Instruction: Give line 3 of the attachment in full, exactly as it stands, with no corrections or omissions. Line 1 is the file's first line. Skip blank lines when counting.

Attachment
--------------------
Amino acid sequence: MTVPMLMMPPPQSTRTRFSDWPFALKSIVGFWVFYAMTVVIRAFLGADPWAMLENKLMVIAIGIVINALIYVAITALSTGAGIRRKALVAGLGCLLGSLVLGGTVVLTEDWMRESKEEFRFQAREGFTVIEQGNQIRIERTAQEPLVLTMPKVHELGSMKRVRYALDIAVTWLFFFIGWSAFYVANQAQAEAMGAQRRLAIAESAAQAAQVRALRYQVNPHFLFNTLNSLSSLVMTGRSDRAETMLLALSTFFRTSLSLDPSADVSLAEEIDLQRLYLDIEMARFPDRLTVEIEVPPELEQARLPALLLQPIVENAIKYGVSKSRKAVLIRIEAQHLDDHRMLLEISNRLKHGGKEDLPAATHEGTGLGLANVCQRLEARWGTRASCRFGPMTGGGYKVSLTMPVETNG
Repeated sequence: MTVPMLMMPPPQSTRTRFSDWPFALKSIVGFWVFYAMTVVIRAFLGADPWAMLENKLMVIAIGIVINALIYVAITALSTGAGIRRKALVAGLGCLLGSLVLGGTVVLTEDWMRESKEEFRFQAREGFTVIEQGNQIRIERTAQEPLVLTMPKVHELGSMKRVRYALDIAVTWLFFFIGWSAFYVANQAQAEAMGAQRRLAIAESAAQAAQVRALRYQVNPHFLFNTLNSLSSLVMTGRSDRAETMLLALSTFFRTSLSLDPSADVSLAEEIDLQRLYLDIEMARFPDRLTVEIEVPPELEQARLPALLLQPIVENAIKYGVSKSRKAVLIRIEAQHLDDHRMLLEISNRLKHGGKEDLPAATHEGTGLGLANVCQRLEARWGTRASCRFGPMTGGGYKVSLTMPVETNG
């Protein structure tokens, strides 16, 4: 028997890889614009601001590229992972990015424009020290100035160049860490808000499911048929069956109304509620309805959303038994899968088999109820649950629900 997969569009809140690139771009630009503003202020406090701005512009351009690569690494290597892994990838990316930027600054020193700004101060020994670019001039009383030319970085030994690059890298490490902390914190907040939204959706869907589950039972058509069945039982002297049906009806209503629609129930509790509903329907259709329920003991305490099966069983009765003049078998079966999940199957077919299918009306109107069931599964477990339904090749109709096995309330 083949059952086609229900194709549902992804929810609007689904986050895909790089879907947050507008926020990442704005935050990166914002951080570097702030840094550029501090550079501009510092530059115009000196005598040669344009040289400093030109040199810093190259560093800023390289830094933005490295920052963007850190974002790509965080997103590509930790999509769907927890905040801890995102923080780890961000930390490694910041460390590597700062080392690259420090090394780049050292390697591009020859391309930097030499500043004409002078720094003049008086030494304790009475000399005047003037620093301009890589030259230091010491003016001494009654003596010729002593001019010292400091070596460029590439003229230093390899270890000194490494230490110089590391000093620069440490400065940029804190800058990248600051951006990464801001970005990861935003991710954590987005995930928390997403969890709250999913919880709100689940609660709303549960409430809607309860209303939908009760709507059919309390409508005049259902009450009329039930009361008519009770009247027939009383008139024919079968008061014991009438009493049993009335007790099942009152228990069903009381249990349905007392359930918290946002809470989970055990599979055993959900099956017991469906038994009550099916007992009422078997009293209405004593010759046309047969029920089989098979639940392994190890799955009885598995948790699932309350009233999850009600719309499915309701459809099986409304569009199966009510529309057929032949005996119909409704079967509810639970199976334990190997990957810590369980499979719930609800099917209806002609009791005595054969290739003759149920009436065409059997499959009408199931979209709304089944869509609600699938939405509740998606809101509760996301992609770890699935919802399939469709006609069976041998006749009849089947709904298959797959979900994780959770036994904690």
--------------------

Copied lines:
């Protein structure tokens, strides 16, 4: 028997890889614009601001590229992972990015424009020290100035160049860490808000499911048929069956109304509620309805959303038994899968088999109820649950629900 997969569009809140690139771009630009503003202020406090701005512009351009690569690494290597892994990838990316930027600054020193700004101060020994670019001039009383030319970085030994690059890298490490902390914190907040939204959706869907589950039972058509069945039982002297049906009806209503629609129930509790509903329907259709329920003991305490099966069983009765003049078998079966999940199957077919299918009306109107069931599964477990339904090749109709096995309330 083949059952086609229900194709549902992804929810609007689904986050895909790089879907947050507008926020990442704005935050990166914002951080570097702030840094550029501090550079501009510092530059115009000196005598040669344009040289400093030109040199810093190259560093800023390289830094933005490295920052963007850190974002790509965080997103590509930790999509769907927890905040801890995102923080780890961000930390490694910041460390590597700062080392690259420090090394780049050292390697591009020859391309930097030499500043004409002078720094003049008086030494304790009475000399005047003037620093301009890589030259230091010491003016001494009654003596010729002593001019010292400091070596460029590439003229230093390899270890000194490494230490110089590391000093620069440490400065940029804190800058990248600051951006990464801001970005990861935003991710954590987005995930928390997403969890709250999913919880709100689940609660709303549960409430809607309860209303939908009760709507059919309390409508005049259902009450009329039930009361008519009770009247027939009383008139024919079968008061014991009438009493049993009335007790099942009152228990069903009381249990349905007392359930918290946002809470989970055990599979055993959900099956017991469906038994009550099916007992009422078997009293209405004593010759046309047969029920089989098979639940392994190890799955009885598995948790699932309350009233999850009600719309499915309701459809099986409304569009199966009510529309057929032949005996119909409704079967509810639970199976334990190997990957810590369980499979719930609800099917209806002609009791005595054969290739003759149920009436065409059997499959009408199931979209709304089944869509609600699938939405509740998606809101509760996301992609770890699935919802399939469709006609069976041998006749009849089947709904298959797959979900994780959770036994904690």